“But I visit Seattle regularly,” she said in a phone interview earlier this month. “I have a huge network of friends here.”
VanArsdel grew up in Seattle, attending the Bush School, and she returned here after college to star in the original cast of “Angry Housewives,” Seattle’s longest running musical hit. In it, VanArsdel played a punk rock cornflakes-throwing mama whose rendition “Eat Your F#@*ing Cornflakes!” became an instant classic. Locals also remember her wide-eyed Nancy Reagan in Gary Trudeau’s “Rap Master Ronnie” at the Group Theater.
More recently, she has been touring the company in large Broadway musicals like “Gentleman’s Guide.”
“I was in ‘Mary Poppins’ for two years. My tour didn’t play Seattle so I’m really excited to be here now,” she said.
As the slightly mysterious Miss Shingle, whose motives are never fully explained, VanArsdel lets the hero Monty know that he’s only eight relatives away from inheriting a title and a fortune. “I give the back story and serve as the catalyst,” she said about her opening number.
One of VanArsdel’s favorite parts of the musical is how the director Darko Tresnjak manages to create eight very different deaths during the course of the evening. “Our director is an aficionado of classic movies, as am I, and one early murder takes its inspiration from ‘Vertigo.’ That one impressed me the most because I knew the source material,” she said.
This is not VanArsdel’s only brush with celluloid homicide. Her very first movie role required her to be to be offed by John Malkovich in “Line of Fire.”
“It was shot on the old MGM lot and I got to work with Clint Eastwood’s longtime fight director,” she said. “When I arrived on the set, I didn’t know how the murder would happen. I found that my stage training was really helpful with the stunt work.” While in Hollywood, VanArsdel also played Corbin Bernsen’s secretary on the final season of “LA Law.” She also guested on “Boardwalk Empire,” “Miracles,” “Gilmore Girls,” and “Melrose Place,” among others.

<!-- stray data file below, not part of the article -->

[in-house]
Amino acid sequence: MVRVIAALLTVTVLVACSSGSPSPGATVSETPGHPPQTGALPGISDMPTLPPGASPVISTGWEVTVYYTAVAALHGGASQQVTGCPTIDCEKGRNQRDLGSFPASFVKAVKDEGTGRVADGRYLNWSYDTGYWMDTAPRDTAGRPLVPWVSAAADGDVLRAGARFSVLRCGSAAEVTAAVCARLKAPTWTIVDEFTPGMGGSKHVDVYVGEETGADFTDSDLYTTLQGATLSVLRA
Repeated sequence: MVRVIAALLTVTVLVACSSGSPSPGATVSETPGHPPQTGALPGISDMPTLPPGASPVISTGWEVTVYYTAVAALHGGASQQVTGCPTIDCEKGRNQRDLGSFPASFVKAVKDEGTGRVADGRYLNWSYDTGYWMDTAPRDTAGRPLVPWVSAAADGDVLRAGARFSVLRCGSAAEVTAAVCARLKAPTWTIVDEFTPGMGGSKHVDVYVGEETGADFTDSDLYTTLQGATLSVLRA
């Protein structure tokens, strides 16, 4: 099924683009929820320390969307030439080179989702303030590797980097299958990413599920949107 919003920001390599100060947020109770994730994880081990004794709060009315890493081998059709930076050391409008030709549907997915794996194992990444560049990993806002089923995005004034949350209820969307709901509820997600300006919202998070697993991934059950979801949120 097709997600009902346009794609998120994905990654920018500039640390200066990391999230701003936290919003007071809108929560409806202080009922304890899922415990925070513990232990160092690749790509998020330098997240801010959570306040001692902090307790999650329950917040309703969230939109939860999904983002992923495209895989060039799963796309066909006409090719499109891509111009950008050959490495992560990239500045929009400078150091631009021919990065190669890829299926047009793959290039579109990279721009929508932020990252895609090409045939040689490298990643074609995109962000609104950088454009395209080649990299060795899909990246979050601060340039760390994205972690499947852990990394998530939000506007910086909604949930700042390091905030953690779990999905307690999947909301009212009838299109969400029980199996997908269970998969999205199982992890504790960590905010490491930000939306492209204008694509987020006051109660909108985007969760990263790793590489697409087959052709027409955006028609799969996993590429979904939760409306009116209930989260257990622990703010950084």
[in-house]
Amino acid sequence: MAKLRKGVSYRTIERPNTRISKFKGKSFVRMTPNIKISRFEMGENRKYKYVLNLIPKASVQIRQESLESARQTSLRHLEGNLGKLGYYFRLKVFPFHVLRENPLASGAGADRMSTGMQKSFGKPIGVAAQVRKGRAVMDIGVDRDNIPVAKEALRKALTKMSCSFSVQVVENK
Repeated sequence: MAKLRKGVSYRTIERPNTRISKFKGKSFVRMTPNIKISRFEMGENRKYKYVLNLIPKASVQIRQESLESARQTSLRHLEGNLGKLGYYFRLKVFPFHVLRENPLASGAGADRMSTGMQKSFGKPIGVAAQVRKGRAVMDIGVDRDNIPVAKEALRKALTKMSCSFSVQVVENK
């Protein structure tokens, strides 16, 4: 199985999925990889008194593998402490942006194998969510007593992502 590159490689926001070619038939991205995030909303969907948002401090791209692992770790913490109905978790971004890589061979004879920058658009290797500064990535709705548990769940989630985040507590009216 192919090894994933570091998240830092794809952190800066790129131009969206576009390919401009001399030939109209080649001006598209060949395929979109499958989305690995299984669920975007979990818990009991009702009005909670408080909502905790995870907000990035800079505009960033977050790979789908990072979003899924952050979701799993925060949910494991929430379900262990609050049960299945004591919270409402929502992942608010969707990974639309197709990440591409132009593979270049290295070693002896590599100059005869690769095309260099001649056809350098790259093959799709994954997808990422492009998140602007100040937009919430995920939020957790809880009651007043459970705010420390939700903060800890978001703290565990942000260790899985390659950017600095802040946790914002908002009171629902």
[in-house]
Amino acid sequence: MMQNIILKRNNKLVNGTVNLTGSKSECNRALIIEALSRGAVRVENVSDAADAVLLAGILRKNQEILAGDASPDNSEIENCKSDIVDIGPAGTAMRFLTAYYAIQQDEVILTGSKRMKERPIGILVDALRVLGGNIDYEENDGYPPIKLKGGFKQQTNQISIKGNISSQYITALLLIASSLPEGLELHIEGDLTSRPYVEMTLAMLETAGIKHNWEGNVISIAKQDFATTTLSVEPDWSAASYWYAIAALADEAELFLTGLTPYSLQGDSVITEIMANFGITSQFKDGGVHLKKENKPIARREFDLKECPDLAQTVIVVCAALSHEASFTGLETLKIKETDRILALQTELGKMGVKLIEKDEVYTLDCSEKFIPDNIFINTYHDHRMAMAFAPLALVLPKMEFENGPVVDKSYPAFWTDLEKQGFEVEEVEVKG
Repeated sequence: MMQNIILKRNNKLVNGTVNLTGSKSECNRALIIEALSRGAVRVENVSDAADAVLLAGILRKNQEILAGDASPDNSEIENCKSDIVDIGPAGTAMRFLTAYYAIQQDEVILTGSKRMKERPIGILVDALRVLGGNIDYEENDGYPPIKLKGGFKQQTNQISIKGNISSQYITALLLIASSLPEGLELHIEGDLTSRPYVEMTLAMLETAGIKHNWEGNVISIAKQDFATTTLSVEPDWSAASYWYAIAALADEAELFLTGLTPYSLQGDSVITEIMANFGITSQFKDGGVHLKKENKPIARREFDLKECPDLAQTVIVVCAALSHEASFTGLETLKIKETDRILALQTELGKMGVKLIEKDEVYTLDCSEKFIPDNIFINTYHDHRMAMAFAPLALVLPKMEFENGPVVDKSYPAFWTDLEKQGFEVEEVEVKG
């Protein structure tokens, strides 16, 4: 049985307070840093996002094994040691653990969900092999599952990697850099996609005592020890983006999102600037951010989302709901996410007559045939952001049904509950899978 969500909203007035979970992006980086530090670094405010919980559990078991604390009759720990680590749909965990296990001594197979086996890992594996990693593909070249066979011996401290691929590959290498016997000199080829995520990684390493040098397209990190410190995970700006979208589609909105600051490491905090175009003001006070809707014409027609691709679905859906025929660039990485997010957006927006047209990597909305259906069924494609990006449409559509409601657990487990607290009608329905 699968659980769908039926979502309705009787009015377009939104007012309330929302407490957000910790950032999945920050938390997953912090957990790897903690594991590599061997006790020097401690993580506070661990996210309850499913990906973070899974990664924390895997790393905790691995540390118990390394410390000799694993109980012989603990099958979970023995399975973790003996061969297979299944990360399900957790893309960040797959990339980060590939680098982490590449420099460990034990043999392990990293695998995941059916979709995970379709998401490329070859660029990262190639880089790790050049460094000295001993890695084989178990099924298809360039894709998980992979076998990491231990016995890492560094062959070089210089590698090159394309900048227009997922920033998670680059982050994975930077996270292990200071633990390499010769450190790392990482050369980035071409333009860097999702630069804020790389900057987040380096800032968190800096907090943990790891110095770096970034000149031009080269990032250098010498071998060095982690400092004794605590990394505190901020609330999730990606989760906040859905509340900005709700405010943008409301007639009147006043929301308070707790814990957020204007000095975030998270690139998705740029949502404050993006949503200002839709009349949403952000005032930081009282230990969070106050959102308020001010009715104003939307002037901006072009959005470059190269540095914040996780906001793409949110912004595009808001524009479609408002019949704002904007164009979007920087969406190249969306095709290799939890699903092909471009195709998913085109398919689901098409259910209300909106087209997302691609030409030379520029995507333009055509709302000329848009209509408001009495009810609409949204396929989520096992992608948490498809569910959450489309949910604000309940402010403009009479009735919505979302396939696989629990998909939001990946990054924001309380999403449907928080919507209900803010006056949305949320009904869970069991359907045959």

But in 2008, she moved to New York. “With television there’s so much time spending time waiting for camera setups. And you’re generally performing scenes out of sequence. In theater, you perform a show from beginning to middle to end,” said VanArsdel. “For me, theater is so much more gratifying. You get to hear audience’s reaction.”
|Kristen Beth Williams as Sibella
Hallward, Kevin Massey as Monty Navarro |
and Adrienne Eller as Phoebe D'Ysquith Photo credit: Joan Marcus.
And the reaction she hears most often in “Gentleman’s Guide” is laughter. “It’s very, very funny show. The lyrics are incredible and matched with really wonderful music. I was such a fan of a show before I was cast. I saw it four times on Broadway and heard something new every time,” VanArsdel said.
While she’s been successful in regional theater and is enjoying her current tour with “Gentleman’s Guide,” VanArsdel still wants to hit new heights in her career. “My primary goal these days is to be cast in a new show on Broadway. To be the first person to do a role is always the actors’ dream,” she said.
“A Gentleman’s Guide to Love & Murder” continues through July 31 at the 5th Avenue Theater. For more on tickets and times, check the 5th’s website.